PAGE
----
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Energy Transitions in Western Europe
Shifting from fossil to renewable energy sources is a major global challenge, and in this context, the European Union has promoted sustainable and environmentally friendly growth as early as the Maastricht Treaty of 1992. To date, European institutions have promulgated a series of environmental regulations and directives aimed at promoting and imposing adoption by member states of internal regulations. This entry focused on Western Europe, and it explores, for each state under analysis, energy policies adopted, the results achieved and recommendations for the future growth of renewable energy. The results show that in countries where energy policy is not fragmented, the yield in renewable energies has been higher, and also in the states where more and various forms of subsidies are foreseen, growth seems to be greater.
The progress made by the states under analysis in the field of renewable energy;
The energy policies adopted and the results that have been reported following the regulatory innovations, in order to identify the potentials and limits for the development of renewable energies;
Recommendations for the future growth of renewable energy in these regions.
2. Leading Features of Renewable Energy Policies in Western European Countries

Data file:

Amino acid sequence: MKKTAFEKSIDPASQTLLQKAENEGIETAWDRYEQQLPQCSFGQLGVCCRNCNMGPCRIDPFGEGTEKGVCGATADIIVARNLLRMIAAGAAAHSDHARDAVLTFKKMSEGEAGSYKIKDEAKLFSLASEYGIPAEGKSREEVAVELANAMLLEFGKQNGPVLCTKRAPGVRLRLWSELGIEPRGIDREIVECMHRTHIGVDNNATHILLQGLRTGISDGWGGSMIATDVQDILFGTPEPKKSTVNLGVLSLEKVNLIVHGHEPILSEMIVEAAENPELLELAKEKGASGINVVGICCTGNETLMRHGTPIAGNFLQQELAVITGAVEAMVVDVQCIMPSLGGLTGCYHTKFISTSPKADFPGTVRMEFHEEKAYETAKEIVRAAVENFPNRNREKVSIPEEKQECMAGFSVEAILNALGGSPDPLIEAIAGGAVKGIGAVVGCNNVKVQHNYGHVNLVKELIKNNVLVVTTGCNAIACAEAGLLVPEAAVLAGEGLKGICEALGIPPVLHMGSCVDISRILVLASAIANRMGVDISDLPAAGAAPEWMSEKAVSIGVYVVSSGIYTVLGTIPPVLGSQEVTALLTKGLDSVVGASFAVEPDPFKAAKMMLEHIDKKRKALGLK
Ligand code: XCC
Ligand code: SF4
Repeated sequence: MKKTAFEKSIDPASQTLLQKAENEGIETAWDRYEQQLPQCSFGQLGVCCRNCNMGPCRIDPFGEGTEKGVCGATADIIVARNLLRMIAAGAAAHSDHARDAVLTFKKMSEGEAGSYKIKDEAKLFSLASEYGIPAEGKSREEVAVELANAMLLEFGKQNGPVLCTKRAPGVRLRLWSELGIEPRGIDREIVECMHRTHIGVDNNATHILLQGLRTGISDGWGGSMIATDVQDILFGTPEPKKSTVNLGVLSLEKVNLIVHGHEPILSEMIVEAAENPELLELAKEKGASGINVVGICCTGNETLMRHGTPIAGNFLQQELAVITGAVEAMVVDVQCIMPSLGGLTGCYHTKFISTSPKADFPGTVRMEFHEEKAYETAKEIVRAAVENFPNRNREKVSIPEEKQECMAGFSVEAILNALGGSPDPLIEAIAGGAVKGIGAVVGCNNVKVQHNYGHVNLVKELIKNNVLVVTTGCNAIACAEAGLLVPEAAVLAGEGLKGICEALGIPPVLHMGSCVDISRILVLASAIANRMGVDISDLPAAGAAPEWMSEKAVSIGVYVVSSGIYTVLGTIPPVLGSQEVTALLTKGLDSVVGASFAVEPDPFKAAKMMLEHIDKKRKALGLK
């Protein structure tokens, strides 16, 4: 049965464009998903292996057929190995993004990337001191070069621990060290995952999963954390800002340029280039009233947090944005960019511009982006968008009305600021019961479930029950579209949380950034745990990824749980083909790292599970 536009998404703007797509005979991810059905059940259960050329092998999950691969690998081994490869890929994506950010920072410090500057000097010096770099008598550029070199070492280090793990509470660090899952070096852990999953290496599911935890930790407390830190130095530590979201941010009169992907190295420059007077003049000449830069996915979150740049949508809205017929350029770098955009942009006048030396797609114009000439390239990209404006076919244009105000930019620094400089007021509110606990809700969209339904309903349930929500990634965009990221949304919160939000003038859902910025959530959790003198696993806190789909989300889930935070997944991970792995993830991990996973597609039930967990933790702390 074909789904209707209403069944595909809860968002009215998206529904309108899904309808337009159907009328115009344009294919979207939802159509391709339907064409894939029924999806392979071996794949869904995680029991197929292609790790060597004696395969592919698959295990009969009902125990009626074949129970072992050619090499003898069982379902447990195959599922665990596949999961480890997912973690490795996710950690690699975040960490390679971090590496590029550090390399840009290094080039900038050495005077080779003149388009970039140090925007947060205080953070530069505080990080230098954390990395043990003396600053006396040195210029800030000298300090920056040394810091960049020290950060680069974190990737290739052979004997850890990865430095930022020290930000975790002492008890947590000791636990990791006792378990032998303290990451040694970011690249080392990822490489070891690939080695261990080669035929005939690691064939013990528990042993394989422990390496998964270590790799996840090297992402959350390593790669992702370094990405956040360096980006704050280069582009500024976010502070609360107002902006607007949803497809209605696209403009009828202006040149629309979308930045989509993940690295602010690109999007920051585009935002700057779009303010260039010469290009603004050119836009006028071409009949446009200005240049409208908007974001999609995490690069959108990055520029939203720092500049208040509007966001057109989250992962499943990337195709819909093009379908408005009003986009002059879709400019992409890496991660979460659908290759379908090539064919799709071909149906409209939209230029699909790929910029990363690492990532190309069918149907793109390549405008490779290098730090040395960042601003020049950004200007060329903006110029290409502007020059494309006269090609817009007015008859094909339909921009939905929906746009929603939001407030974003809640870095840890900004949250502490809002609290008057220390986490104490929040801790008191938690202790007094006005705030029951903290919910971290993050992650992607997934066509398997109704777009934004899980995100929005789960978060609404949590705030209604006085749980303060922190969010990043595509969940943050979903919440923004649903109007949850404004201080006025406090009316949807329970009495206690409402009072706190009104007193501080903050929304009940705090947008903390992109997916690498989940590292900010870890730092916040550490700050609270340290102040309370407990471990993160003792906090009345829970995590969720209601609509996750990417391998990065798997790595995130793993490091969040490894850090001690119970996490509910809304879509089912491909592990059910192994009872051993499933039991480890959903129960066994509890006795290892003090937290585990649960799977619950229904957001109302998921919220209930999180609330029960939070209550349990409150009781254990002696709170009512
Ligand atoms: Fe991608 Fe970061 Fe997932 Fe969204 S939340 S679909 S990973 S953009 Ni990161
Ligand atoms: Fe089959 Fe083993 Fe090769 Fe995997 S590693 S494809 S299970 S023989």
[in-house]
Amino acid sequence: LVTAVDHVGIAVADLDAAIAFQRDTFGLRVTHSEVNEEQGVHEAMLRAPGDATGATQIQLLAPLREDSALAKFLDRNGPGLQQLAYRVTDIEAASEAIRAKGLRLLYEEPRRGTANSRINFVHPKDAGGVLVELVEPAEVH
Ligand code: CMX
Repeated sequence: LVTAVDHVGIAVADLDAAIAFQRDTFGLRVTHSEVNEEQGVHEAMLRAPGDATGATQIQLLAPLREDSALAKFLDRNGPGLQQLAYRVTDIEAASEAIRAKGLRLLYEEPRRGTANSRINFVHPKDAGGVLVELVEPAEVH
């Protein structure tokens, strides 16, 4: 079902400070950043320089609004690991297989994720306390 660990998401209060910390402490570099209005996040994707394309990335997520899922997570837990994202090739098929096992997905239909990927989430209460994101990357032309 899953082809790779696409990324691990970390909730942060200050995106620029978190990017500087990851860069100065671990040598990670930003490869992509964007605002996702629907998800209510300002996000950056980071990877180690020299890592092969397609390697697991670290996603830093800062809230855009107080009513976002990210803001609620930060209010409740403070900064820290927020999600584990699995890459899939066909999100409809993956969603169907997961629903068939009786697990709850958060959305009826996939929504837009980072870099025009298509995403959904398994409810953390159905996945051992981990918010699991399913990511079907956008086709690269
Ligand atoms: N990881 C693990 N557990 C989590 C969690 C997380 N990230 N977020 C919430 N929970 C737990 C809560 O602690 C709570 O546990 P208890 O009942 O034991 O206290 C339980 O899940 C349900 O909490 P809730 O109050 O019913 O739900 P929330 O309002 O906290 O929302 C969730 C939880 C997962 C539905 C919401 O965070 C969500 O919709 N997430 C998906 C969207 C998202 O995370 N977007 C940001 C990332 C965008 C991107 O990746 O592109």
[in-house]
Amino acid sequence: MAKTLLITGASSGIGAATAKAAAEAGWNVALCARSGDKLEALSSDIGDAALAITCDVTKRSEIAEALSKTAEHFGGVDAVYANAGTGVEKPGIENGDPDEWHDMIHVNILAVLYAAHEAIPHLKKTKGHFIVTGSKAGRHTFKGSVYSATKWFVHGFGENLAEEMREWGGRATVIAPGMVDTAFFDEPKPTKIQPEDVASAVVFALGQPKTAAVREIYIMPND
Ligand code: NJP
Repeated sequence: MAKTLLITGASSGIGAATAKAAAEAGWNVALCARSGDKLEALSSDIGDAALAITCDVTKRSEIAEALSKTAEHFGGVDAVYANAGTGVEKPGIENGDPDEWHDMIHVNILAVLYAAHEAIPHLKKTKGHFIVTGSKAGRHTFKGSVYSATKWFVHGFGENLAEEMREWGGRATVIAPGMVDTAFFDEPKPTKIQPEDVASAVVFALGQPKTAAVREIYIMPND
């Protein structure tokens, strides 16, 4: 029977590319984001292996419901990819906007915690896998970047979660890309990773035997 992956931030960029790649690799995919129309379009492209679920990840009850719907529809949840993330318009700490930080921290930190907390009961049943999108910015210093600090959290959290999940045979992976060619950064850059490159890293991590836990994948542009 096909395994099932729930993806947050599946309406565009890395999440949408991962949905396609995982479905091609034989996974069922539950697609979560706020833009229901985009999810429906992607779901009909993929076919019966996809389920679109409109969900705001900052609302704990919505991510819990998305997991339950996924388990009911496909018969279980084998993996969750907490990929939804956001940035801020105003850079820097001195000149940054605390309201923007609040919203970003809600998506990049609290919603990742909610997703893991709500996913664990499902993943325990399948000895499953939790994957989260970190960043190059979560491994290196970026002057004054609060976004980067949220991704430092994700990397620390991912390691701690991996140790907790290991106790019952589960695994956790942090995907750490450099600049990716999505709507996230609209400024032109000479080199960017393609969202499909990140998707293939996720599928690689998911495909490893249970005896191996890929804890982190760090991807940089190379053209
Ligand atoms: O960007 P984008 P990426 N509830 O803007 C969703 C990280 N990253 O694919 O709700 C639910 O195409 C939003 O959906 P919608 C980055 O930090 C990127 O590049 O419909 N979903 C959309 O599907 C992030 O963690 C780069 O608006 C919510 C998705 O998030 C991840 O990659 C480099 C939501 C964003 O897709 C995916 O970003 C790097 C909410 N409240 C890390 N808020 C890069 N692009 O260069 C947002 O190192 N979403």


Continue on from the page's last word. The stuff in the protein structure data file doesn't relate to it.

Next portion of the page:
3. Conclusions and Policy ImplicationsFrom the data published by Eurostat, it emerges that Austria is the state with the highest RES production; however, it is not the state that has obtained the greatest growth, indeed, over the years, as energy production has shown a fluctuating trend, even if the level starting points were higher. This could depend on the fragmented nature of energy policy, since a similar trend characterized by low constancy is also found in Germany, where energy competence is also divided between central power and Länder. In the context of energy policy, therefore, the principle of subsidiarity, as the basic principle of the European Union, does not seem to fully unfold its effects. The subsidiarity principle is defined in Article 5 of the Treaty on European Union. It aims to ensure that decisions are taken as close as possible to the citizen, verifying that the action to be taken at the community level is justified with respect to the possibilities offered by the action at the national, regional or local level. However, in countries where energy policy is not fragmented, the yield in RES has been higher; for example, this happened in Luxembourg, where RES production growth has increased significantly in recent years. Therefore, surely to obtain a higher yield, it is necessary that the energy policy adopted is unified throughout the territory.
The entry is from 10.3390/en14133940
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